People swear up and down that "prayer" works. I agree. 100% ; though not for the reasons that other people give. The one thing that has been proven by science and has been known from our ancestors is the mind-body connection. The fact that one can "concentrate" to the point that one can control parts of your body that otherwise would be "autonomous". What many people describe as "God's" blessing is often the result of that person putting themselves in the frame of mind to succeed at a particular task. In other words, the prayer was in fact a form of meditation. Many people who have had chaotic lives who come into a religion often report that they feel "at peace". This is no coincidence because the prayer portion of the religious experience allows many converts to calm their minds for the first time. They often fail to realize that they could have done so without the religious experience.
But what about those "random" experiences where "money" just showed up or some other event. Aside from sheer coincidence, people are generally good. Situations can trigger bad behavior and attitudes but often due to the makeup of our bodies we emit certain types of radiation which is often referred to as "Vibes". This has been shown by science. It is now known that one can induce a particular mood in a person by targeting certain frequencies at particular parts of the brain. People are huge emitters of energy as well as receivers of energy. Often when these "gifts" show up it is because we have emitted energy that effects people. call it quantum "macking" if you like. All to often, in their need to see God everywhere people discount the very nature of people to be kind and to pick up on their needs.
Why should you need to love Jesus in order to love your neighbor and treat them with the same respect you would want afforded to you?
What part of not killing is hard to understand without such an instruction coming from God? Most of these questions have answers that can exclude any godhead. Of course once the godhead is removed one is back to the questions that started the god seeking to begin with: Why am I here and what is my purpose? If there is no godhead, heaven (or hell) then there is no purpose but to live and die. The question then becomes: can I live a decent life, respectful of others (human, non-human alike) without the god imperative or the promise of some latter reward?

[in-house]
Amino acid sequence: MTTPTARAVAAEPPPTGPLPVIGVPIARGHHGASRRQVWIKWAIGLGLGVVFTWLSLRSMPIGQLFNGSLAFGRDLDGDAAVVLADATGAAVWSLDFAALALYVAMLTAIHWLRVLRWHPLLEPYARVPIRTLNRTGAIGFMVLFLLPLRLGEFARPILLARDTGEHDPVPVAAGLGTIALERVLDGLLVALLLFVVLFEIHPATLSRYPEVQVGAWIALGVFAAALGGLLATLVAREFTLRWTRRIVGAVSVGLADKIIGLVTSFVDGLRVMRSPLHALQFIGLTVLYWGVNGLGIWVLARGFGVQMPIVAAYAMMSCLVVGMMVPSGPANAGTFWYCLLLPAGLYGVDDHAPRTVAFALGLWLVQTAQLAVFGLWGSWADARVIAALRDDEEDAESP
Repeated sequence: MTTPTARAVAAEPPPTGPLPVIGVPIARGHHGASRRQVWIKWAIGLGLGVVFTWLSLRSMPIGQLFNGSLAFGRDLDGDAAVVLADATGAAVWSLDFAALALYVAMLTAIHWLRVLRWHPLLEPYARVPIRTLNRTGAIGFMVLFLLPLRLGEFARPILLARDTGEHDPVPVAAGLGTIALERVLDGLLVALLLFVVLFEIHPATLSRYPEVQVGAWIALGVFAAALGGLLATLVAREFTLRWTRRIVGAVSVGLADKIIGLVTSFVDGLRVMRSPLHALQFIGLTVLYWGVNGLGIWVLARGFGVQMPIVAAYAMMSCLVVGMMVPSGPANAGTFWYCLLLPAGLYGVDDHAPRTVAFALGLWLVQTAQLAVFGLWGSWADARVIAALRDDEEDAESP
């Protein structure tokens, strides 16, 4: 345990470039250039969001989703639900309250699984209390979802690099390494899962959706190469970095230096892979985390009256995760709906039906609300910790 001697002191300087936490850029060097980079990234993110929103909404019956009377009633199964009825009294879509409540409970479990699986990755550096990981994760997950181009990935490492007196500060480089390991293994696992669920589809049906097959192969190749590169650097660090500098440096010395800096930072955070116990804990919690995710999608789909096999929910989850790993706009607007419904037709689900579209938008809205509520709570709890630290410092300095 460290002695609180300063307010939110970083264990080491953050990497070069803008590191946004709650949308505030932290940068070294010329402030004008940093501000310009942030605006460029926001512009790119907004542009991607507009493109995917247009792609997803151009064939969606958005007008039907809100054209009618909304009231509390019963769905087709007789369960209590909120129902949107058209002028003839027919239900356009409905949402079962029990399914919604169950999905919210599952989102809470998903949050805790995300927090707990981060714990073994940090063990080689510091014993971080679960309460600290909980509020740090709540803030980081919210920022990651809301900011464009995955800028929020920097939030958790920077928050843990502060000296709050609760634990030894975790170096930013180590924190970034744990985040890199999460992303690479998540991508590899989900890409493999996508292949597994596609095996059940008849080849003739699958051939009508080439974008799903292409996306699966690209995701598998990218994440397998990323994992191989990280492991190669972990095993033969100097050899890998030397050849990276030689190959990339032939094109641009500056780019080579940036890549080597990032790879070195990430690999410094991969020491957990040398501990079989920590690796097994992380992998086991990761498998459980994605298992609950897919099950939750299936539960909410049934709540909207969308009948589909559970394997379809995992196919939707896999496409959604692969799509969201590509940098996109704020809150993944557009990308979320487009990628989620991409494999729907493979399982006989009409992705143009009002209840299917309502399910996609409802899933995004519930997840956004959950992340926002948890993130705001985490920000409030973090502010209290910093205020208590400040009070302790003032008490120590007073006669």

In essence this the current struggle. People are asking this very question and those unwilling to honestly deal with these questions are being forced to deal with these issues and many do not like it. Like in the days when Europeans thought the world was flat and was the center of the universe, those who challenge the orthodoxy of god belief as perpetuated by the dominant religions are facing a backlash by those who have not challenged the orthodoxy and whose feelings of well being are dependent upon the protection of such belief systems.
Some in more liberal circles say that the violence and intolerance we see are not "true expressions" of the religions. I do not buy into those arguments. The failure to call a concept of a "chosen people" as proclaimed by Judaism as racist and clearly the work of a man is a failure on the part of the religious ideology. Christians and Muslims have grabbed onto this ideology to the death of Millions of Africans in slave trades of many directions. The failure to condemn these "chosen people" and "chosen religions" ideologies for what they are: Man made ideologies of exclusion for no other purpose than the devaluing the lives of the other in order to rationalize their killing or subjugation (as seen in Judaism, Islam, Christianity, Aztec, etc.). The seed of absolute certainty as discussed at the beginning of this post is the seed of much of this. Once an ideology of "There is no God but.." or "Those who believe shall not perish but have everlasting life" and "Go ye therefore..." is an invitation to killing in the name of. oppressing in the name of. Subjugating in the name of. Some time ago a poet cited a book that blamed the ideology of survival of the fittest as the origins of the devaluing of life. It claimed that scientific ideas that "demoted" man to a descendant of apes caused people to devalue life and spread things like racism. It is clear to anyone who studies history that the devaluing of life began long before Charles Darwin and had nothing to do with science. Indeed it has been when science has been co-opted by religious thought that it has been serviced to devalue life. When science was used to prove the lower intelligence of the African. It was trying to "prove" the preconceived notion of the Hamitic curse.